Dear Editor, 

Ethics starts with determining the laws of war and trying to regulate what is considered legal in the eyes of international law. The additional protocols of the Geneva Convention in 1977 mentions the prevention of “an attack which may be expected to cause incidental loss of civilian life, injury to civilians, damage to civilian objects, or a combination of thereof, which would be excessive in relation to the concrete and direct military advantage anticipated” (ICRC, 1977).

As a nation state, national security is one of the most important duties that involve protecting the government and its people. In the beginning, national security pertained to various types of military threats, while cyber security became a late addition to ongoing threats that no longer requires a declaration before taking action. Regardless of time and location, attacks can be conducted at any moment as long as there is access to the cyber world.

Conducting an offensive cyber warfare on a nation state can raise severe ethical issues for the public. Being completely different from any type of conventional weapon, the general population is at the greatest risk of being exposed to the destruction of its economy, energy, food, and critical infrastructure. A state’s critical infrastructure is composed of physical, non-physical, and cyber resources or support services that are necessary for society and its economy to function at its minimum standard.

Stuxnet is one of the earliest forms of cyber warfare where it achieved its goal of hindering Iran’s nuclear program for roughly a year. It was able to “launch an offensive on four companies” (Zetter, 2017) that had connections with the nuclear program. Delaying the progress of a nation state’s weapon capabilities might be one of the very few ethical attacks. Meanwhile, near-peer adversaries such as Russia has shown capabilities to interfere with elections and government affairs throughout the world and reap the benefits of chaos and instability.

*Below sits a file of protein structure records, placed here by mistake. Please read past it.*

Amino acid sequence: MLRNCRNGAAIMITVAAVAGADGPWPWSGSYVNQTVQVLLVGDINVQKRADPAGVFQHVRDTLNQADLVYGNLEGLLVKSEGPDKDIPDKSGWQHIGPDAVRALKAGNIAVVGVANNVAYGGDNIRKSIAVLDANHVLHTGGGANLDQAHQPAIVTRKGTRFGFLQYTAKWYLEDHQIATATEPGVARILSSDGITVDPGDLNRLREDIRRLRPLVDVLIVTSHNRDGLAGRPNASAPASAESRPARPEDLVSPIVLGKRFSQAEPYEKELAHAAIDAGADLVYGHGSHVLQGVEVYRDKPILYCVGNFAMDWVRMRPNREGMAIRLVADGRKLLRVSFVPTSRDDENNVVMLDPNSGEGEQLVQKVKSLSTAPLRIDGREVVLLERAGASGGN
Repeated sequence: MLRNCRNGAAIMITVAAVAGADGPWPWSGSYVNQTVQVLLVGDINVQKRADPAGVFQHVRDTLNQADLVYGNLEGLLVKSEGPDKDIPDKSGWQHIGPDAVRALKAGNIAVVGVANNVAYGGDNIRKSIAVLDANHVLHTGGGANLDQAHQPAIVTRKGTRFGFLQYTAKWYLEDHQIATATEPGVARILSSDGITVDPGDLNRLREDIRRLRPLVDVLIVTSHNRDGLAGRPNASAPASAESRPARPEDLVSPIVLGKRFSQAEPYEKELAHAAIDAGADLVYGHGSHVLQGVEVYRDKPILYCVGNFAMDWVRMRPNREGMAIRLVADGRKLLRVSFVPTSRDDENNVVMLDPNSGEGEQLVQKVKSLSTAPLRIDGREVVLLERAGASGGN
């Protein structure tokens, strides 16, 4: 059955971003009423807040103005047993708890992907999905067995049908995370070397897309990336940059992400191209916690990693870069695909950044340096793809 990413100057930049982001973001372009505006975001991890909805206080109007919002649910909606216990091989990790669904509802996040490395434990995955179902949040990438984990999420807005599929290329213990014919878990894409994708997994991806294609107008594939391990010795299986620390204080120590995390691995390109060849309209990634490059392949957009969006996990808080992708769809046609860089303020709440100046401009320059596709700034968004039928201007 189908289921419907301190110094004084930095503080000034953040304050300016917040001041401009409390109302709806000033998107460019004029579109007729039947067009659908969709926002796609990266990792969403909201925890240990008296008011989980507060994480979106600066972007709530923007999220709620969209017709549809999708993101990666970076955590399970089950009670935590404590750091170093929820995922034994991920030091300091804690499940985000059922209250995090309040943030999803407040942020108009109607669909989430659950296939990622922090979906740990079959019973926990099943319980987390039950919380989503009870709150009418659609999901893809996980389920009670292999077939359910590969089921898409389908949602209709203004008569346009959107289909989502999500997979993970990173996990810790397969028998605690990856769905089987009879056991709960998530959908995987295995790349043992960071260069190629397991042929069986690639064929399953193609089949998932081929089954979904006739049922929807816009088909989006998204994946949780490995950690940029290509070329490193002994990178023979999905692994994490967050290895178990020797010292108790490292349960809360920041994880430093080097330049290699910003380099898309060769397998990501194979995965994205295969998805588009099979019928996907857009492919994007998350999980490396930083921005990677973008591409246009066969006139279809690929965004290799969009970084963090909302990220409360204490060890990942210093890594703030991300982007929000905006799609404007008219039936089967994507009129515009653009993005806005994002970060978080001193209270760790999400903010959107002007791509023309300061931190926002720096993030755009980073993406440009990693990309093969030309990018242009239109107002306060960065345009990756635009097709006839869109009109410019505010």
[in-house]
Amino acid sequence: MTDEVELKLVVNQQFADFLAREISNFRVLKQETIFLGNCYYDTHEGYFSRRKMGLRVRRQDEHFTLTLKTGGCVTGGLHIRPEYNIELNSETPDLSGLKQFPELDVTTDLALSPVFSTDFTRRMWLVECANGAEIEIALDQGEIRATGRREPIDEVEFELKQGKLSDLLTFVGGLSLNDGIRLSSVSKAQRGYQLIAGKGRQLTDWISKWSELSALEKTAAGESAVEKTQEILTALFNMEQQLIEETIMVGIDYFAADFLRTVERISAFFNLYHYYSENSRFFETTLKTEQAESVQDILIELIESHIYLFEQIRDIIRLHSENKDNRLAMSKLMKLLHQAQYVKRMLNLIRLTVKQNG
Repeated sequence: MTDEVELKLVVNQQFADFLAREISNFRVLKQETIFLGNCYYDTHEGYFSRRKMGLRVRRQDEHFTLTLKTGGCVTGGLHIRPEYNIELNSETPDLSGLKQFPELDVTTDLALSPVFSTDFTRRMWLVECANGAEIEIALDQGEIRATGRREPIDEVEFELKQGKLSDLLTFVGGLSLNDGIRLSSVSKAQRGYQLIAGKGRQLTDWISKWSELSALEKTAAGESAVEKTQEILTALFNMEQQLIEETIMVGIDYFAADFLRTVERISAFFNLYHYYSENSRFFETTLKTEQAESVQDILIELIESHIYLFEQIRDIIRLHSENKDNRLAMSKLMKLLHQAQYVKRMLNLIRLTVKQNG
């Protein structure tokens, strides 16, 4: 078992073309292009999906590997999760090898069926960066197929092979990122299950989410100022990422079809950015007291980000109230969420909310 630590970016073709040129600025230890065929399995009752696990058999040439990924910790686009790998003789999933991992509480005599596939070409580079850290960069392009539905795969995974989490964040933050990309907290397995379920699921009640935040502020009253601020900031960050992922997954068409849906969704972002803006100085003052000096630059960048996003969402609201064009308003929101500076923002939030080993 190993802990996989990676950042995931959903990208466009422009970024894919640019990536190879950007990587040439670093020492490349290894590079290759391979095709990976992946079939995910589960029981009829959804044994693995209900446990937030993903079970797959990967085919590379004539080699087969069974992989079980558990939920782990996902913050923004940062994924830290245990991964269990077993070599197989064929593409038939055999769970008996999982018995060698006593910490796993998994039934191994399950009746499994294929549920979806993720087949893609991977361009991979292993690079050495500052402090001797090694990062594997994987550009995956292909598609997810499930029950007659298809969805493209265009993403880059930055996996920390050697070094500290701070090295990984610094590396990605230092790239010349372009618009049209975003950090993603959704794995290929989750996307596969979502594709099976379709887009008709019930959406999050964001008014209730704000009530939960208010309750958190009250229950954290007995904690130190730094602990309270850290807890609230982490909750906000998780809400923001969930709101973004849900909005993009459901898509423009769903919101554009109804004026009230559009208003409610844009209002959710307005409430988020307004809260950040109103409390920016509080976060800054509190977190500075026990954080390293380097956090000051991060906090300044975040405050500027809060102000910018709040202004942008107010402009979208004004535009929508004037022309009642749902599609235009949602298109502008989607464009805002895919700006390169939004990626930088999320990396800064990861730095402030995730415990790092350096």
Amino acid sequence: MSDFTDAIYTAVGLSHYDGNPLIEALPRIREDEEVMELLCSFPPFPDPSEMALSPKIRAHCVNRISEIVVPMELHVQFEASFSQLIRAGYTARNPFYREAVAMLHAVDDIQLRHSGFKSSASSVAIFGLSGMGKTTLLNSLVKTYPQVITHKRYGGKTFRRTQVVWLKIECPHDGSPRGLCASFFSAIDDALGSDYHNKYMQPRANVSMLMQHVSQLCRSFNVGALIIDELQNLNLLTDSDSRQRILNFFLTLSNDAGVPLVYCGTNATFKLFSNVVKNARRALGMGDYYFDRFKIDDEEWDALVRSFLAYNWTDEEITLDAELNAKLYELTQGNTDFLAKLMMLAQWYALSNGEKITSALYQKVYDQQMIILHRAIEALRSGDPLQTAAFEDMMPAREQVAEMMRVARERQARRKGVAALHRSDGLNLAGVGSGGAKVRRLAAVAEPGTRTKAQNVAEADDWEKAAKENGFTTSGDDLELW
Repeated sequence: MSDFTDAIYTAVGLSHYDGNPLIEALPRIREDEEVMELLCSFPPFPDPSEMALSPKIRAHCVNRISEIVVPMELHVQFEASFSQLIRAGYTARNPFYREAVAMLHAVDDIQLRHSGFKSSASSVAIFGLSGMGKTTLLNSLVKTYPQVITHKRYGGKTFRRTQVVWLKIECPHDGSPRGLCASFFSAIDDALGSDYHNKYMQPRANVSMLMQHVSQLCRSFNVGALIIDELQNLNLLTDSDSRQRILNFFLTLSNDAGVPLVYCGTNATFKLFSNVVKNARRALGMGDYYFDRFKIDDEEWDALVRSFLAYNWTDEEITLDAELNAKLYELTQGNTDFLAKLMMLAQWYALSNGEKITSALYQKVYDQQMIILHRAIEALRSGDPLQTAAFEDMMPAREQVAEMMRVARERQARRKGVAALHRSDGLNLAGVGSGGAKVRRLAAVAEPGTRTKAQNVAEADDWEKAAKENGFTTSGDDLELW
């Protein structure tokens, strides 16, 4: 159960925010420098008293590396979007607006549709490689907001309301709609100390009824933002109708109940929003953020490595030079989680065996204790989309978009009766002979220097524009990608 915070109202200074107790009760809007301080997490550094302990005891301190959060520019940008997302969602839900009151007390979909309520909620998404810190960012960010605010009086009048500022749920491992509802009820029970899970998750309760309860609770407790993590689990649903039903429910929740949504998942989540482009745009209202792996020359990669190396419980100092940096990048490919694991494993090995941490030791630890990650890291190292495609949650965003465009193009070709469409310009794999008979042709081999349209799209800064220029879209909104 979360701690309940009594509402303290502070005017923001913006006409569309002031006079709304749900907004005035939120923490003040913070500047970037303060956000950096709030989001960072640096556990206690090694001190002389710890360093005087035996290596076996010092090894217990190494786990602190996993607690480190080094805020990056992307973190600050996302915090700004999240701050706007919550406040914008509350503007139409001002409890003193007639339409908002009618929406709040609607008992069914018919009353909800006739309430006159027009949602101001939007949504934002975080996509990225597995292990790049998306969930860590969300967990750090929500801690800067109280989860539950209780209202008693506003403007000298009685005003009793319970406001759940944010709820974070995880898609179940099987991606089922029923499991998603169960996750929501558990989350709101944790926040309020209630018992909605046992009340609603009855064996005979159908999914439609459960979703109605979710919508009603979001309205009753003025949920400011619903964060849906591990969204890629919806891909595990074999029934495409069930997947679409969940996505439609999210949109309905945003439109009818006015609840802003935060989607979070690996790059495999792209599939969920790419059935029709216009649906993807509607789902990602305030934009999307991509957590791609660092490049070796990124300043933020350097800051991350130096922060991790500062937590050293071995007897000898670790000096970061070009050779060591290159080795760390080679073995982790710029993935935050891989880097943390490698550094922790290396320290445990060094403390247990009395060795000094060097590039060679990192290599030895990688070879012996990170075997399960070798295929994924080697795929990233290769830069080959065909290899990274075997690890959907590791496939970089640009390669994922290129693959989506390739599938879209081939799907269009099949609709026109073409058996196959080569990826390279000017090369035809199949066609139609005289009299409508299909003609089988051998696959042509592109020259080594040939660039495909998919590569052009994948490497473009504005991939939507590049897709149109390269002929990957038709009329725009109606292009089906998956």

In a way, cyber warfare against nation states have been long underway due to being a subject of uncertainty and the lack of enforcement by any international organization or law. This allows various nation state actors to exploit each other’s critical infrastructures in hopes of getting the results they need. A simple event such as temporary loss of water or power for prolonged periods could be just enough to cause public panic.

As stated in the Geneva Convention, there is a good possibility where cyber warfare can be viewed as unethical or illegal. The effects of an offensive cyber warfare is uncontrollable, and the damage to civilians and infrastructure can be difficult to assess. It must be acknowledged that legality issues play a major role in the cyber world. In order to prohibit unnecessary suffering, the international community must agree to develop proper laws that apply to the protection of civilian population and objects. 

Simon Park

 

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